Get the IRD payment dates right

We would like to remind everyone to make sure that when you are making tax payments to IRD they check that you have selected the correct tax type (e.g. INC for Income Tax, GST for Goods & Service Tax, DED for employer Deductions that include Kiwisaver contributions as well as PAYE etc).

Also, it’s very important that you select the correct period and year that the payment is going to. Most banks have a ‘Pay Tax’ or ‘Pay IRD’ tab in their on-line banking facilities so we suggest you follow the steps using this rather than setting IRD up as a regular payee.

Potential consequences of getting it wrong:

For example, if you are a company and you accidentally pay 2018 provisional tax to the 2017 year, and your 2017 annual accounts have not yet been completed, IRD will not allow this payment to be transferred to the 2018 year unless we fill out additional paper work, it will be applied to the 2017 year and that means it will show as overdue in your 2018 income tax account.  So please chose the year carefully.

Information about IRD’s provisional tax advertising campaign

You may have seen the recent IRD advertising campaign about changes to provisional tax. We think the ads are misleading.

There are no changes to who is required to pay provisional tax, a tax payer will still be required to pay provisional tax if your tax at the end of the previous year was more than $2,500.

The changes are simply an introduction of a new method of how and when to pay. The new method is called the Accounting Income Method (AIM) and will be available for tax payers using Xero, MYOB or other approved accounting software.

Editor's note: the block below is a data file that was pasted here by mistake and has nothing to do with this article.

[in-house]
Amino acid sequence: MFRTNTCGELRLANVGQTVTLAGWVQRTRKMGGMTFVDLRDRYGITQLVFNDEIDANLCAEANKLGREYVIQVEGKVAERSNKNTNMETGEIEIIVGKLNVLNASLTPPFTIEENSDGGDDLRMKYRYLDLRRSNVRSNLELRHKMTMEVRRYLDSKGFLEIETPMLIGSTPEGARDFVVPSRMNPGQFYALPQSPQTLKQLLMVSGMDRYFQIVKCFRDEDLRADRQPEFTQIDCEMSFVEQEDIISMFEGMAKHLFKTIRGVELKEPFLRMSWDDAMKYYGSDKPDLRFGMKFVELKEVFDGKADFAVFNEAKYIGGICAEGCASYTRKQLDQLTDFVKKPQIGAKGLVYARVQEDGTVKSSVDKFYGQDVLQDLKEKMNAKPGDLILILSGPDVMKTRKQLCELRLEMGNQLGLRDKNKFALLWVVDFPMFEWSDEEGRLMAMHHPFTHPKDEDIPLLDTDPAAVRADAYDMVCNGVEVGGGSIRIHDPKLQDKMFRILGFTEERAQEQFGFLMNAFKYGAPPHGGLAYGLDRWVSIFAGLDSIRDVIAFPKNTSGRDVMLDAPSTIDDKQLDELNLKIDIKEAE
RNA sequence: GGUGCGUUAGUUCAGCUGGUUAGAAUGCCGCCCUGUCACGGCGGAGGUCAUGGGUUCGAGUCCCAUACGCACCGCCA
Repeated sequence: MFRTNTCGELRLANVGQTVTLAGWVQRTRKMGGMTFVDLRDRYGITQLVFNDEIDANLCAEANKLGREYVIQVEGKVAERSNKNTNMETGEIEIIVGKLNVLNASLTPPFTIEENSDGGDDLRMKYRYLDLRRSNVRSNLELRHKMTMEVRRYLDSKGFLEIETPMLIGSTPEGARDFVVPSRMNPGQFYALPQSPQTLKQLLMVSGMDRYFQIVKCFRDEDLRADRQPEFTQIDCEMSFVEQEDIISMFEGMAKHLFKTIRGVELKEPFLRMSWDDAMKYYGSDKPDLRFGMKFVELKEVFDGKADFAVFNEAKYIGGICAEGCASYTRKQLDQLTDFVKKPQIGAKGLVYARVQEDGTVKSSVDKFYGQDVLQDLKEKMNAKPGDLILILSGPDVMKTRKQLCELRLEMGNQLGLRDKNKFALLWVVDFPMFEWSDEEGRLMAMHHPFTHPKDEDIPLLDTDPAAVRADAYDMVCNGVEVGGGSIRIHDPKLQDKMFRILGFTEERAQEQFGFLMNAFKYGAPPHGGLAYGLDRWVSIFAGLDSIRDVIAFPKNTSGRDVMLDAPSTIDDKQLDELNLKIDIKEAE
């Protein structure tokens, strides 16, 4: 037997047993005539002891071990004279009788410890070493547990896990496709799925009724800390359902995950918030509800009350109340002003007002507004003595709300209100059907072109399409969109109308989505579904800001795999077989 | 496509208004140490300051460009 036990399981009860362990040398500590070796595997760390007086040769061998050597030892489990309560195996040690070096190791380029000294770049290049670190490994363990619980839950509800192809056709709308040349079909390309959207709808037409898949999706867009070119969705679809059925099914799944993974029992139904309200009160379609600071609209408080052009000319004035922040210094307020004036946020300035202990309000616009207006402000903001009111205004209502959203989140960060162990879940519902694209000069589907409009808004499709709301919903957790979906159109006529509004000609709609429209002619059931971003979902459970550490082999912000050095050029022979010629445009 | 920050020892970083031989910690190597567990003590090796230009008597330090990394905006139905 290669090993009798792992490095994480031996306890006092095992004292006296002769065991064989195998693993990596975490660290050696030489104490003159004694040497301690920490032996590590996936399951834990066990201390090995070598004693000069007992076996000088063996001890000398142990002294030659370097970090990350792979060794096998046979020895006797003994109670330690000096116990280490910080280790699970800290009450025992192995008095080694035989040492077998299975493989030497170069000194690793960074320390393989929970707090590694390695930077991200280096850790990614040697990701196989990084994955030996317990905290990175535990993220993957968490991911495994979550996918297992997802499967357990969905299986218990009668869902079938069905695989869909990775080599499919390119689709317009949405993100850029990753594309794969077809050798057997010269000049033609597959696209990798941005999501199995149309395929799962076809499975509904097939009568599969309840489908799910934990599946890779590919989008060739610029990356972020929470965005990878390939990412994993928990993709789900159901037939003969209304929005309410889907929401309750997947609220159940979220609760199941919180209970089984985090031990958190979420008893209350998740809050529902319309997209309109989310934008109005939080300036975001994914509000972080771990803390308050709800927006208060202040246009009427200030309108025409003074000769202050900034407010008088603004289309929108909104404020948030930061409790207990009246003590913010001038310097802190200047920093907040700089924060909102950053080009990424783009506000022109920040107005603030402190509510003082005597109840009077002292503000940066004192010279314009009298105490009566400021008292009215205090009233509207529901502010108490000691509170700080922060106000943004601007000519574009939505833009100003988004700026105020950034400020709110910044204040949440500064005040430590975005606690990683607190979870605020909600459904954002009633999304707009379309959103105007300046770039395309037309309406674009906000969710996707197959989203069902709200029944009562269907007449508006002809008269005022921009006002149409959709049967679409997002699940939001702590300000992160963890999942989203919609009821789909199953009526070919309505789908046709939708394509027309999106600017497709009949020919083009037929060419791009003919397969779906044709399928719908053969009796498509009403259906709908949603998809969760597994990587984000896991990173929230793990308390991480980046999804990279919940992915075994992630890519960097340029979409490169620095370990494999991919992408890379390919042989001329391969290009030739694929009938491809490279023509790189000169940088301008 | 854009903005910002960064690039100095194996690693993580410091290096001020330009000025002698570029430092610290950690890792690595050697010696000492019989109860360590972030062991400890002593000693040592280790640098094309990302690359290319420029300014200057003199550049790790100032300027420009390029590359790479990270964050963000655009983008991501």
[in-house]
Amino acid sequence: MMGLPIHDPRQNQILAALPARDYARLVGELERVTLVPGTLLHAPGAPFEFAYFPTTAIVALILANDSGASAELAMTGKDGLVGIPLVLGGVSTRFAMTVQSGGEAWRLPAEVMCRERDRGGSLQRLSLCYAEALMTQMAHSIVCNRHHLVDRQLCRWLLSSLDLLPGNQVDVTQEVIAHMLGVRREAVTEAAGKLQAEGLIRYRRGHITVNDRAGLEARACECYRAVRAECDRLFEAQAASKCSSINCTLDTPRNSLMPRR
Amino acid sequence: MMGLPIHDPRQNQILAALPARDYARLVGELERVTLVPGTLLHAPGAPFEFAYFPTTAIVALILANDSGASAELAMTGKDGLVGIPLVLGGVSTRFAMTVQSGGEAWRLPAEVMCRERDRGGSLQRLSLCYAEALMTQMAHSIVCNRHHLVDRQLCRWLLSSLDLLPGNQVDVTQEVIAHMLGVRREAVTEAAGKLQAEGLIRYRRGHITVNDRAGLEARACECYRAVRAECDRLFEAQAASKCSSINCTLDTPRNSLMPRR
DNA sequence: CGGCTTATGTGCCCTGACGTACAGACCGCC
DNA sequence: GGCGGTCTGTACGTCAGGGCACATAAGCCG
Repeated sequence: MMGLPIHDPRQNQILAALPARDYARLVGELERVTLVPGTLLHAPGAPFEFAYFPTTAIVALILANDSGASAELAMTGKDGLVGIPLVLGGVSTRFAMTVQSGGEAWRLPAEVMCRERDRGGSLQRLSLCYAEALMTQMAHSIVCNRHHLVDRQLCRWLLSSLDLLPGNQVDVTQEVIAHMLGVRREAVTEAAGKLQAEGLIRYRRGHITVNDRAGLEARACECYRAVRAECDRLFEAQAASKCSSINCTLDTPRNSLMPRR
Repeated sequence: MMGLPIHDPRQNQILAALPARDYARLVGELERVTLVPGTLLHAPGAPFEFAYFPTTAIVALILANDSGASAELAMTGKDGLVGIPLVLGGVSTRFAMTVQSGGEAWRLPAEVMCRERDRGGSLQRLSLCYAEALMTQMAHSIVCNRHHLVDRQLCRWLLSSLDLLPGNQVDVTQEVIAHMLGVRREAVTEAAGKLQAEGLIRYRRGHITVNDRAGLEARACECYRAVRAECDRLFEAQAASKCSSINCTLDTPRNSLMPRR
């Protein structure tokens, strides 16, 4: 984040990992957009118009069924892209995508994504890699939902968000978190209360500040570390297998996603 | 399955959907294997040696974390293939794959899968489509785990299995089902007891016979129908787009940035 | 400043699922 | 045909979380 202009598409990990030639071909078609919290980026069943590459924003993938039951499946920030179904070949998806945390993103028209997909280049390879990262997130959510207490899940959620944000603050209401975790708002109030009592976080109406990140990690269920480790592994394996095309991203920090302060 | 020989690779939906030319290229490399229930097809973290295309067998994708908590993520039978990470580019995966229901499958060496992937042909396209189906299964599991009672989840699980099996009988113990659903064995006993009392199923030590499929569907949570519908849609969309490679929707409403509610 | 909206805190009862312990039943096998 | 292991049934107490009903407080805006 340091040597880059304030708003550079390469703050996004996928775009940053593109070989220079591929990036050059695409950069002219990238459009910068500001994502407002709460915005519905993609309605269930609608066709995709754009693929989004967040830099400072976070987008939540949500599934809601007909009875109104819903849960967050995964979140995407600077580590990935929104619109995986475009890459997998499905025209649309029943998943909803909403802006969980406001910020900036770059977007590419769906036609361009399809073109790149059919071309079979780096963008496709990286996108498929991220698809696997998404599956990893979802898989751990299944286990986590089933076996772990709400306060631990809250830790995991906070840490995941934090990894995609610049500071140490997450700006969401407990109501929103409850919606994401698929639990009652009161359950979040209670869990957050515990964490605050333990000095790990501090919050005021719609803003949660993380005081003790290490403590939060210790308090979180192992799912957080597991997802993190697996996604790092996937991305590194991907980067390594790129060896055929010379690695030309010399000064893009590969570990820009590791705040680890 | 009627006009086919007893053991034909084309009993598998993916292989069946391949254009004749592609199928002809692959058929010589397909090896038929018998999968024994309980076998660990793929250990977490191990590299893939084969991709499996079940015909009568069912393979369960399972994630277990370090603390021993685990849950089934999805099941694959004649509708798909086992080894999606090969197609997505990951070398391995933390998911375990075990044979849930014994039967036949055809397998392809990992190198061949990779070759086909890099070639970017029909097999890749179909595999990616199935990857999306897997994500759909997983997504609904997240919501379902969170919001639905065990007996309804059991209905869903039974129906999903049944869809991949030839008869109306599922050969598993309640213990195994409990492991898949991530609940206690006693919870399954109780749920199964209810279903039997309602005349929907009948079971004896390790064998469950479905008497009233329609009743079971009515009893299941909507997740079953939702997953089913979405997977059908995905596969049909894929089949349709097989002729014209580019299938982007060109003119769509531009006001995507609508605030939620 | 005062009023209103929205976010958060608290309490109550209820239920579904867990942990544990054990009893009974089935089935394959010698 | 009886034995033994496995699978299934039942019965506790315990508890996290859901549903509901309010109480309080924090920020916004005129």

The new rules will require taxpayers using AIM to make tax payments more often, in line with GST filing dates. A Financial Statement of Activity will be required to be filed from the software with IRD on or before the AIM instalment date. As always there are eligibility criteria to be met and exclusions that apply.

The new method will be available from the 2018-19 income year. We will provide more information closer to that time.

Tax Refund Companies – First published on Stuff website 13.06.17

The matter of how Tax Agents, particularly tax refund companies has been raised in the media again and the most recent article comes with a warning about how your refund could be paid into their bank account even if you do your own tax return online.

At Savage & Savage we never receive client tax refunds into our account, not even our Trust Account. All client refunds go directly to the client and that is why we ask for your bank account details in our client questionnaire each year. And we most certainly do not take fees from your refund.

It is important you fill in your bank account details on the Client Questionnaire Forms each year as we never assume you haven’t changed bank accounts.

To see the original article as posted by Fairfax Media on their Stuff website click here

The article is copied here;